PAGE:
Yesterday’s BBC News at Ten had a fun little segment on “fake news”. No, it wasn’t a crisis of contrite self-awareness, rather a comment on the dark potential of facial manipulation in post-production editing suites, so we can overdub people talking with a different audio, and enable them to say something different.

The example they used, which is particularly sh*tty for a news programme, was the possibility of the hit BBC drama, Luther, being overdubbed for foreign viewers, with Sexiest Man Alive™ Idris Elba’s mouth contorting to form words of a language he doesn’t speak.

It doesn’t take a genius to extrapolate that the BBC’s possible gain in selling their enhanced programmes abroad could be the truth’s loss in other areas of life. The hipster video editor questioned on the subject paid the dangers very casual lip service, appropriately, by suggesting safeguards to ensure the technology is not used for nefarious ends. Because if you’re willing to edit a video to say someone said something they didn’t, you’d surely sign up to a code of conduct first, and be sure to stick to it.

We’ve seen, in recent days, the White House - they be the ones with all the power amongst global civilisation, if you weren’t aware - chucking out a video on Twitter, seemingly edited to make a guy giving a physical “F*ck no!” to someone trying to take a microphone off him look like he’s about to tell something a third time to a woman with the proverbial two black eyes. To be clear, the apparent manufactured certainty of an assault on the edited video does not remove any possibility that the supposed raw data doesn’t show one, but that’s overly specific. This shoddy technologically-centric lie - which crucially became the truth for millions when President Donald Trump (just checked, and yep) denied any alteration, rather than apologising and pinning it on InfoWars - is a sign of things to come. Terrible things to come.

Video can be sped up, slowed down, frames added and taken away. We don’t know what’s real and what’s not, but I’m inclined to think Jim Acosta was made to look worse than he is by the Right, rather than better than he is by the Left or Centre. Regardless, this is the news warfare of the future. One person’s word against another’s, and the facial and movement manipulation techniques will only get better and faster.

Take this video of Barack Obama. As explained, he never said those things, as much as it looks like he's saying them. It’s scary, and it was done by a comedian with a relatively modest budget. Imagine what the CIA could do. In fairness, I’m also imagining how Jordan Peele's other hugely famous Obama video could possibly be any more entertaining than it already is, but it could happen. The bad stuff too. To think I used to be impressed by a photograph of someone wearing something they’ve never worn, occasionally to mislead.

But what’s the issue with the Obama trick vid? Yeah, it doesn’t really sound like Obama. Enter horseman number two.

If you click through here, you’ll find one of the most terrifying videos on YouTube. Yep, it’s pretty popular too. Adobe have created software, to sum up, which means that through recording twenty minutes of speech from any person, you can then type out as much or as little as you like for “them to say” (in their own voice). That is to say, we can now literally (figuratively) put words into people’s mouths. Remember the vocal technology used in the Be Right Back episode of Black Mirror five years ago? Fun when speculative fiction becomes fact, right?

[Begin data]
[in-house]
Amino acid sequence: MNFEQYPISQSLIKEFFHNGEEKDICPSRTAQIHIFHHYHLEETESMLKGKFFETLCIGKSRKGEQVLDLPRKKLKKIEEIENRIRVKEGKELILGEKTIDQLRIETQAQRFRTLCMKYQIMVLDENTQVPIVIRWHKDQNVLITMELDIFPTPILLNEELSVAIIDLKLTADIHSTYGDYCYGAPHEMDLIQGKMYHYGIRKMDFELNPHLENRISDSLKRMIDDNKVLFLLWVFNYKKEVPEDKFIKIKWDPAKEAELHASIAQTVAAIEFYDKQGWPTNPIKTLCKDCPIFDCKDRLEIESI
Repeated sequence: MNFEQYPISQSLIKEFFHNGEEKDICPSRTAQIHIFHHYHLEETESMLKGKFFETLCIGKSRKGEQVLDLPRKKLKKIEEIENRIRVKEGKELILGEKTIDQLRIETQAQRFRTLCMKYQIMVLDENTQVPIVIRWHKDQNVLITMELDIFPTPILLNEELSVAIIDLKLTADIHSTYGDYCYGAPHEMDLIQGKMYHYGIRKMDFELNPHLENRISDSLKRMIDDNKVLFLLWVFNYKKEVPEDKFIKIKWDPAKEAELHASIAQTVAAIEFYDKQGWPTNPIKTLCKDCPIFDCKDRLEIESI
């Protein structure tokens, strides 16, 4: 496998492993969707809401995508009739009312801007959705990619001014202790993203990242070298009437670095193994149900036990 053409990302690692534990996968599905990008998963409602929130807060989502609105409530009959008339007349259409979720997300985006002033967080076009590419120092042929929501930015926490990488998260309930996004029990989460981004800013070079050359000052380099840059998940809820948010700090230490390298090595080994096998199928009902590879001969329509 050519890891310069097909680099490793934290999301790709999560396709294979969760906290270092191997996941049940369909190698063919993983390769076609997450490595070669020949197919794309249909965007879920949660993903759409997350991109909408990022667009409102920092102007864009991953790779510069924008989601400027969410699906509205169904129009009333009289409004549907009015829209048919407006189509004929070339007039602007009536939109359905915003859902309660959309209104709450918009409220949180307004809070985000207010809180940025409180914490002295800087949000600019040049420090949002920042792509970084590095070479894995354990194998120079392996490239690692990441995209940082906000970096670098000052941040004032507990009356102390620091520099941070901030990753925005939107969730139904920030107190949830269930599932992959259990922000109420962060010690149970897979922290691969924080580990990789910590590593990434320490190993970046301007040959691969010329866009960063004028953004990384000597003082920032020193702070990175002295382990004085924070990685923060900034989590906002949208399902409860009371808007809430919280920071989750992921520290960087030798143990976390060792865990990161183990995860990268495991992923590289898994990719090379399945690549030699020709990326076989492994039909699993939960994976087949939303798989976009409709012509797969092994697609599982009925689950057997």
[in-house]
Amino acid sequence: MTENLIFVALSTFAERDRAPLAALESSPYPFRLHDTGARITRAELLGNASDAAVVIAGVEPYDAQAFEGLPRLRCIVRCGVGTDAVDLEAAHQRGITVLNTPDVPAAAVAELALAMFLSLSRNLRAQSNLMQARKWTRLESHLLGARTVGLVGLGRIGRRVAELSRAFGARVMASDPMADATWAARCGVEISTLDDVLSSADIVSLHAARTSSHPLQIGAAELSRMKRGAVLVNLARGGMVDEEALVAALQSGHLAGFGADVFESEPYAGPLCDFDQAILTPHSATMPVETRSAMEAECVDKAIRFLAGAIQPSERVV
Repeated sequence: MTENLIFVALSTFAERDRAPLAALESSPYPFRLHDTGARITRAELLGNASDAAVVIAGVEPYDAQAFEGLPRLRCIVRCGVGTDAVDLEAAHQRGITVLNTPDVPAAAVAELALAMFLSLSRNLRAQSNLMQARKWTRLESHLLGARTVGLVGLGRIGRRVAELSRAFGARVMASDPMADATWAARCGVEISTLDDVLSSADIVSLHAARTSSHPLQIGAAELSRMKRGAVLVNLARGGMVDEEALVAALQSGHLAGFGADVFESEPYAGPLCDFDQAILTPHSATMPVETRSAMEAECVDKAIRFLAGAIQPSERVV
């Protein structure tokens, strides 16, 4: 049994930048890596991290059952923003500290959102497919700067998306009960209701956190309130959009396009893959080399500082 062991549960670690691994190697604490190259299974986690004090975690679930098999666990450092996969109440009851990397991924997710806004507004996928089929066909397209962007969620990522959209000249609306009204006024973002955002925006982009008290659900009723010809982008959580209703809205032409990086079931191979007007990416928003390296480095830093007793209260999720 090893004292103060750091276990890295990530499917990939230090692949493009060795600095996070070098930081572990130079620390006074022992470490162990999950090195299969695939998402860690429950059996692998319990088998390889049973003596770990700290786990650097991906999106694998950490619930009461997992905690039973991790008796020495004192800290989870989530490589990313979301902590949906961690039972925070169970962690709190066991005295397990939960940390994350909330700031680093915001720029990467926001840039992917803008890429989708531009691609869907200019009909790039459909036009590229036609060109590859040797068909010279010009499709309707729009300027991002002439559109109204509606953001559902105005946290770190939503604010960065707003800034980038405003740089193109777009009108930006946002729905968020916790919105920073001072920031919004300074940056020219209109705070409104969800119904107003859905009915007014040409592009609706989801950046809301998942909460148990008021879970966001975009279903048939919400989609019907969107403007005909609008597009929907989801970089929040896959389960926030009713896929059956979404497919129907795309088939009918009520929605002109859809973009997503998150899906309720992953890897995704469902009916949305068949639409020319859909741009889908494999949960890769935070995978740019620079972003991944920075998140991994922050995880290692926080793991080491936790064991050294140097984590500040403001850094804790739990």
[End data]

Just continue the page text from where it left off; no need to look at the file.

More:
Having painstakingly spliced syllables together when editing distorted tracks for podcasts - never to misrepresent - and having been told by a music producer friend that he routinely does similar to capture the “best” vocal, this software is hugely attractive. But when you consider the implications of the horseman-on-horseman action, oh, the abyss is f*cking calling.

If you watch that whole video, you’ll perhaps be reminded of the hipster from earlier. This technology is so powerful, Adobe recognise, that we need to ensure it is not abused. So we put, what, signatures denoting an edit into the background of saved productions? Every technology is being appropriated by villains. Chances are it got a*seholes Brexit and and King A*sehole into the Oval Office. Villains’ll make use of this too.

All that is necessary for the triumph of evil is that good men do nothing. Final horseman, number three (I know there are four! I’m an actual Catholic and everything!), is the combination of corruption, ineptitude and unconscientiousness. That will be what sees the technology abused. Not artificial intelligence, which we assume will develop evil before compassion, but the human beings who stick the good person inside them into an internal jail, and allow the social construct monsters to take over their decision-making.

When a police force, and the Crown Prosecution Service, and a prosecution legal team, submit an assistingly incomplete set of electronic messages as evidence to secure a rape conviction rather than presenting a comprehensively accurate picture of dialogue between accused and accuser, heaven knows what the corrupt, inept and/or unconscientious will do with technology which enables them to create audiovisual evidence of someone saying something they never said.

And who will suffer? The bad? Or those with the least resources and inclination to fight this fire with fire of their own?

So what do we do? I’m afraid you’ve stumbled upon the wrong blog site if you think I have an answer. Clearly, we’re f*cked. Or, at least, the truth is. Maybe we’ll find out the real truth in the afterlife. Or when we take off our virtual reality headsets. Perhaps, and that’s our last chance, technology isn’t all bad.

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